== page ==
Figure 9 shows the timing resolution as a function of the CFD delay for different CFD fractions. Two sets of data are presented in the plot representing two mean photoelectron yields. The best timing resolution is obtained with a CFD fraction of 15%. At this fraction the timing resolution does not vary significantly with the CFD delay. Interestingly, the timing resolution converges to an optimum value with a small CFD delay at 0.5 ns independent of the CFD fraction. Below a CFD delay of 0.5 ns, the zero-crossing slope decreases significantly, resulting in large CFD timing jitter (not shown in the plot).
Figure 10 shows the timing resolution as a function of the LE threshold for two different crystal surface finishes. Two plots are shown in Figure 10, one for a short crystal (10 mm) and the other for a long crystal (25 mm). Also shown on each plot are the best CFD timing and the first photoelectron timing. The shape of the curves is similar to that reported by others (Hyman 1965). Because of the amplitude walk, the timing resolution degrades with increasing LE threshold. A minimum timing resolution is achieved as the curve turns up at low LE thresholds due to the TTS of the SER (Hyman 1965). The LE discriminator performs better than the CFD when an optimum LE threshold is used.
The timing resolution using the MT discriminator is listed in Table 2. The results using one, two, and three threshold levels are reported. For the two- and three-threshold discriminator, different combinations of the thresholds sampling the leading edge of the signal are evaluated. The best MT timing (up to three threshold levels) is comparable to the best LE timing.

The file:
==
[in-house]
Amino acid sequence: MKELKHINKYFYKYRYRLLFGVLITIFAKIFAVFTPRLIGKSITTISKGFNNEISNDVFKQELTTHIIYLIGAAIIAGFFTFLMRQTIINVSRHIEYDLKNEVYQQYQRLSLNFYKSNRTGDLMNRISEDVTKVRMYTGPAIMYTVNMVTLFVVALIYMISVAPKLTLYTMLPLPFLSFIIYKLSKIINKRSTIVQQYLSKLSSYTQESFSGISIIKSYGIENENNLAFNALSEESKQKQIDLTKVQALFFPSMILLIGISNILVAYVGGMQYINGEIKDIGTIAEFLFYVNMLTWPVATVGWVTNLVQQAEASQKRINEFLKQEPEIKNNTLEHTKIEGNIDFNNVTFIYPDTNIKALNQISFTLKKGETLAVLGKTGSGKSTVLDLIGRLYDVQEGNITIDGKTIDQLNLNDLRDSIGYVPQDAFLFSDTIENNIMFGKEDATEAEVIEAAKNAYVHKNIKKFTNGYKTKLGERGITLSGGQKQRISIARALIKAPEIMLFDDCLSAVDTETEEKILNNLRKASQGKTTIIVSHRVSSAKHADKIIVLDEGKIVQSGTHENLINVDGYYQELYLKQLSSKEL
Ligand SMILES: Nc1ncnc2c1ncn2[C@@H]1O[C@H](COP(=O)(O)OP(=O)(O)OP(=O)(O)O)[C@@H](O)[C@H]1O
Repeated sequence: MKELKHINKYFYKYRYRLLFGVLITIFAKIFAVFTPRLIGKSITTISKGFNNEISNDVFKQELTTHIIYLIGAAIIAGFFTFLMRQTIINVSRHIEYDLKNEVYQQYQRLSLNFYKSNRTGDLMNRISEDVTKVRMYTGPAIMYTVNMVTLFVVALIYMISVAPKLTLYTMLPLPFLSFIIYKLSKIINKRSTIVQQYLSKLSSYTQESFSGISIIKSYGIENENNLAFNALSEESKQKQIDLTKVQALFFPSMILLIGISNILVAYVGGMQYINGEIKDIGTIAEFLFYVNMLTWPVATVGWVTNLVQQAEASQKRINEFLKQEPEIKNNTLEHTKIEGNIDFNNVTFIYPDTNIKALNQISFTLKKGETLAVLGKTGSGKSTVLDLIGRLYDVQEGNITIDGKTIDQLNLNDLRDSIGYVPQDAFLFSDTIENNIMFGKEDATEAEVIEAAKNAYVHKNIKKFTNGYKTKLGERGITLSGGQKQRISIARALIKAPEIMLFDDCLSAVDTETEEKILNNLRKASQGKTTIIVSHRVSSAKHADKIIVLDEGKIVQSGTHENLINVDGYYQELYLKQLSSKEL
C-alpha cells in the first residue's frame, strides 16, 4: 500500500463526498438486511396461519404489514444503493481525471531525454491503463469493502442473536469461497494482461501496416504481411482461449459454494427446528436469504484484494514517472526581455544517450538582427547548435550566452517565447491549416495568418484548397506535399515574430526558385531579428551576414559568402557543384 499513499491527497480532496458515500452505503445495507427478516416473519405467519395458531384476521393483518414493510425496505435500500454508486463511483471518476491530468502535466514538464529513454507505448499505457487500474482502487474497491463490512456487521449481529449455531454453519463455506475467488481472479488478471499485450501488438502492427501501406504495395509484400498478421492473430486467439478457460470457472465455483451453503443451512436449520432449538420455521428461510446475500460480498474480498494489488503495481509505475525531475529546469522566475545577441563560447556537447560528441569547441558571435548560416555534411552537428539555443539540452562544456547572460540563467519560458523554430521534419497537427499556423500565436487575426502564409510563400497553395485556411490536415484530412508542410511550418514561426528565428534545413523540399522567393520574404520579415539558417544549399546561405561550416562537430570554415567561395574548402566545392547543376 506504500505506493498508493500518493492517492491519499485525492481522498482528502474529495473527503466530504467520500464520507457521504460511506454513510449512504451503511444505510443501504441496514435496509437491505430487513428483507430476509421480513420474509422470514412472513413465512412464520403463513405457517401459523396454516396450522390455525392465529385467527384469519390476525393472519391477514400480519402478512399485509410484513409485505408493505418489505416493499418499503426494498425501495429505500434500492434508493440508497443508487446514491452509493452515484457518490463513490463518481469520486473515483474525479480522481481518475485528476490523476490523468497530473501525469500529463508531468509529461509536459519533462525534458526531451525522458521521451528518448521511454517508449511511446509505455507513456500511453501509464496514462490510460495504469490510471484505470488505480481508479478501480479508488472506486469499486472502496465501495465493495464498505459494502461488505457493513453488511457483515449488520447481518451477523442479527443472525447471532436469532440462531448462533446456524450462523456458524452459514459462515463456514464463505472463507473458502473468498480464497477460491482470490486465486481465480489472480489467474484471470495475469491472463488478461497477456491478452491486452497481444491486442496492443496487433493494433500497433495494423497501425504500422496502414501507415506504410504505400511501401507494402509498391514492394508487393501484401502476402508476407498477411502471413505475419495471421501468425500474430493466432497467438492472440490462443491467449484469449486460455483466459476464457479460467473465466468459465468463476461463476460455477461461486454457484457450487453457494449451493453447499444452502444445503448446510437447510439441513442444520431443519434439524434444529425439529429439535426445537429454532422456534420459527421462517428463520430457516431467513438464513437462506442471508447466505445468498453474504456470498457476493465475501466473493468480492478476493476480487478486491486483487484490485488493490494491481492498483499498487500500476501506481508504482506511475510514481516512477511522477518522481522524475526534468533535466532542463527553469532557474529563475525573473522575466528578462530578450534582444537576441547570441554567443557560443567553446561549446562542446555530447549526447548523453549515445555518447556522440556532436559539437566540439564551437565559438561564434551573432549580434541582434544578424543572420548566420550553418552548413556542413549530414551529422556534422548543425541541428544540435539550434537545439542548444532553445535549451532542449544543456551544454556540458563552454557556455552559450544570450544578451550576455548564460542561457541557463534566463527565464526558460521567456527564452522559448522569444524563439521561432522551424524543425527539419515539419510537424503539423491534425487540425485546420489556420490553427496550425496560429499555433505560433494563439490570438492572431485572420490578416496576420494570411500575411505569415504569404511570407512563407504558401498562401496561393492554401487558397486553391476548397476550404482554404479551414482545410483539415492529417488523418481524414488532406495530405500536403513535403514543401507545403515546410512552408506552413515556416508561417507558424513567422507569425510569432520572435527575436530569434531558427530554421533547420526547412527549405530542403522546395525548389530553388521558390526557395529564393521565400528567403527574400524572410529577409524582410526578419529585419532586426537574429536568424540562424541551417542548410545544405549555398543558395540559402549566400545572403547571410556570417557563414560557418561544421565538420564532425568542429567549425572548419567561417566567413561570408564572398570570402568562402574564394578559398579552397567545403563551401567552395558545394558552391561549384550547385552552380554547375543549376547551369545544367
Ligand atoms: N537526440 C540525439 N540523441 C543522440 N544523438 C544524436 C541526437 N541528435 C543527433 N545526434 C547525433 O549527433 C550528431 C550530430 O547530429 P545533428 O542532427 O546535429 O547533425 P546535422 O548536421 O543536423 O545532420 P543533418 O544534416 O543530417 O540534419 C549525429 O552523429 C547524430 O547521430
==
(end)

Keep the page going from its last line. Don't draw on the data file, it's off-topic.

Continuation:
Since the LE timing gives the best timing resolution among the three time pick-off methods, we therefore focus our Monte Carlo analysis on the LE timing in the remainder of this work.
Figure 11 shows the timing resolution as a function of the LE discriminator threshold for different noise levels. The best timing degrades slightly by less than 4% for noise levels between 0 to 2 mV rms as compared to a noiseless detector. Because the time jitter arising from the random noise is inversely proportional to the slope of the leading edge of the signal, the small degradation may be due to the fact that the rise time of simulated signal is fairly fast (< 1 ns for the R9800 PMT). However, above 2 mV rms noise level, the timing degrades significantly as the noise approaches the level of the threshold. As mentioned previously, the detector noise of the R-9800 PMT is 1–2 mV rms, which is typical of other PMTs as well. Thus, the timing jitter introduced by the noise can be considered negligible.
Figure 12 shows the timing resolution as a function of the LE discriminator threshold for different TTS values. The SER pulse width is 1.18 ns FWHM. Two plots are shown in Figure 12, one for a short crystal (10 mm) and the other for a long crystal (25 mm). As expected, the timing resolution improves with decreasing TTS. The best timing resolution is obtained at a low optimum LE threshold. For low enough TTS (TTS close to or below the first photoelectron timing), the best timing is obtained at the lowest LE threshold. This behavior is consistent with the Hyman theory (Hyman 1965). A decrease in the TTS from 300 ps to 100 ps improves the timing resolution from 184 ps to 143 ps for the short crystal (22% improvement) and from 207 ps to 172 ps for the long crystal (17% improvement). While there are further timing improvement that can be obtained for the short crystal if lower TTS is used, the timing resolution for the long crystal is already close to the first photoelectron timing for TTS=100 ps.